Report from Unity Convention 2019: One Humanity, Many Stories
One Humanity, Many Stories “If You Knew My Story, You Couldn’t Help but Love Me” “Once upon a time . . .” This is the way so many of our favorite stories from childhood begin. And, indeed, this seems like the story of my life in the far-distant past, at least as far as I remember it from the vantage point of half-a-century later! The theme for this year’s annual Unity People’s Convention sparked a lot of aha moments for me. It especially seems relevant given the month of July’s spiritual power/ability–understanding. I was surprised by much of what I heard and experienced during the seminars I attended as part of the conference, as well as the stories of the four keynote speakers. I had traveled to the convention thinking that the first day was going to be the best one, and the only one that was really worth attending. Therefore, I left Missoula a day earlier than absolutely necessary, since I didn’t want to miss the first day which was to be held at Unity Village rather than the conference hotel in Overland Park. Indeed, the first day was glorious! I left the hotel on the shuttle bus about 11:00, after having a rather leisurely morning. Unity Village is in Missouri, across the state line from Overland Park. I got there in time to browse the bookstore (always high on my list); eat a barbecue lunch outside next to Unity Temple; take an elevator ride to the top of the Unity water tower; take a one-person (me!) guided tour of the Blue Room, the underground tunnel system), the publishing/shipping center, the Unity archives, and the Silent Unity building. I also attended the afternoon prayer service in the Silent Unity Chapel, spent time in the Charles Fillmore meditation room, visited the new Lowell Fillmore grove, and sat in the Myrtle Fillmore grove. Some things were new to me, some were like visiting old friends. There was an opening reception to meet the new graduating class of Unity ministers and Licensed Unity teachers. Lastly, there was the opening evening service with music and a message from Rev. Sharon Ketchum from Lansing, Michigan. By the end of the day, I was exhausted, and grateful to catch a ride back to the convention hotel with several women there for the graduation. Tuesday morning brought a talk from Brian Andreas (Kai Andreas Skye), a storyteller, artist and publisher, who currently resides in Bozeman. His talk consisted of several stories, some of which I will be stealing–er–re-using for future talks. In the afternoon we had the choice of 14 different seminars. I chose to attend one called “More than Just Sex,” which was about sexual harassment, and covered the necessary ethics credit. The second one was “Uncommon Friends,” which focused on diversity and learning to accept the spiritual paths of other humans. I was extremely glad I chose this seminar, since it gave us the chance to read the stories of people who are Islam, Hindu, Jewish, etc. The leader of the workshop said the path that seemed to generate the most difficulty for Unity people to accept was that of Fundamental Christianity. I had to admit that this is a path that has proven hard for me to stay out of judgment. As you can tell, I was learning a lot! The keynote speaker Wednesday morning was a young, gay, black man, David Lewis-Peart, who grew up in the projects in Toronto with, and without sometimes, a mentally-ill mother. He has gone on to become a poet, educator, former minister, and has received several awards including the inaugural Walden New Thought Award, which recognizes socially conscious leaders making change in the world. After lunch on our own, we had our regional meeting with those from our Northwest region who were there. It was fun to re-connect with several people I have met through the years. Next, we again had to make the choice of which of seven seminars to attend. I chose “Stories of Gender Identity,” which fulfilled one of the diversity requirements. It was fascinating, and alerted me (again) to what I need to overcome. Thursday morning was the one I dreaded–the business meeting! I was definitely wanting to be there, however, since there was a proposed (and passed!) amendment to the bylaws for the Association of Unity Churches, which changes one word in the passage concerning bylaws for member churches. The word change is from “recommended” bylaws for each church to “required” bylaws. This means that every church which is a member of the Association must now have their bylaws approved by the Association if they are using bylaws that do not conform to what the Association has recommended. I believe this is to help prevent problems with non-credentialed people trying to take over the leadership of individual churches. This is a business item that our own Missoula Board will have to take into consideration. The meeting in general went well, and we elected a friend of mine to the Leadership and Development Team, which made me happy. Once again we had seven seminars to choose from late in the afternoon. I chose “Death, Dying, and Grieving in America,” led by a Unity minister/Hospice chaplain/R.N. Richard Carlini. It was insightful and empowering. I was just sorry I couldn’t attend all the seminars–they were so incredible! Thursday evening brought the banquet and awards ceremony, followed by music with the Unity musicians who had been serenading us all week: Richard Mekdeci, Daniel Nahmod, Sue Riley, and Faith Rivera. As usual, they were the hit of the evening. The last keynote speaker was Magie Cook, who spoke Friday morning. She told a moving story of growing up in a Mexican orphanage with her five brothers. She broke free of that life when, through a series of miracles, she was given a basketball scholarship to attend the University of South Carolina. Hers was truly a rags-to-riches story, and she continues to use her talents to help other Mexican children escape the clutches of the drug cartels. This Unity People’s Convention was amazing, inspiring, and lots of fun. I want to give a special thanks to all of you, who, through Unity’s Board of Trustees, paid my fee for the convention. I am so blessed, renewed, and filled with new excitement about sharing the stories that I learned this June! Linda Andrus, Licensed Unity Teacher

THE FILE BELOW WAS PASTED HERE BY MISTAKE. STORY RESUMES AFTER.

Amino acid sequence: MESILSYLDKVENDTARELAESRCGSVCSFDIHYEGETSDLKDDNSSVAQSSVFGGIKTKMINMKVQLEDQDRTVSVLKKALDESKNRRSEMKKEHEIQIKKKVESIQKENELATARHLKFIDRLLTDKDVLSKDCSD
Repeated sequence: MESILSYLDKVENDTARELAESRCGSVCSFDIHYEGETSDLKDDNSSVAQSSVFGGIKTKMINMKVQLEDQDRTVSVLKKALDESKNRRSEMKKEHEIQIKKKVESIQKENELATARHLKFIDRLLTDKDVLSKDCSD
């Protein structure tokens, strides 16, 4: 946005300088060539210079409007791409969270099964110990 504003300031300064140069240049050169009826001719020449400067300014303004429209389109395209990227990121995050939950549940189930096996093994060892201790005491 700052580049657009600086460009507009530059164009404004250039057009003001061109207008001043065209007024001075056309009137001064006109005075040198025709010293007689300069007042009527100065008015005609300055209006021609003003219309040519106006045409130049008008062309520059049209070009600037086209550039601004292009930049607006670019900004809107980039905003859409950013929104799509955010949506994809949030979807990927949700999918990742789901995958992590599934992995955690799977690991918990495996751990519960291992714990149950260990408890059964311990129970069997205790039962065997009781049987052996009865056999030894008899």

Unity of Missoula has moved all Services and Classes to on-line format
Unity of Missoula is moving all Services and classes to on-line until further notice because of the corona virus.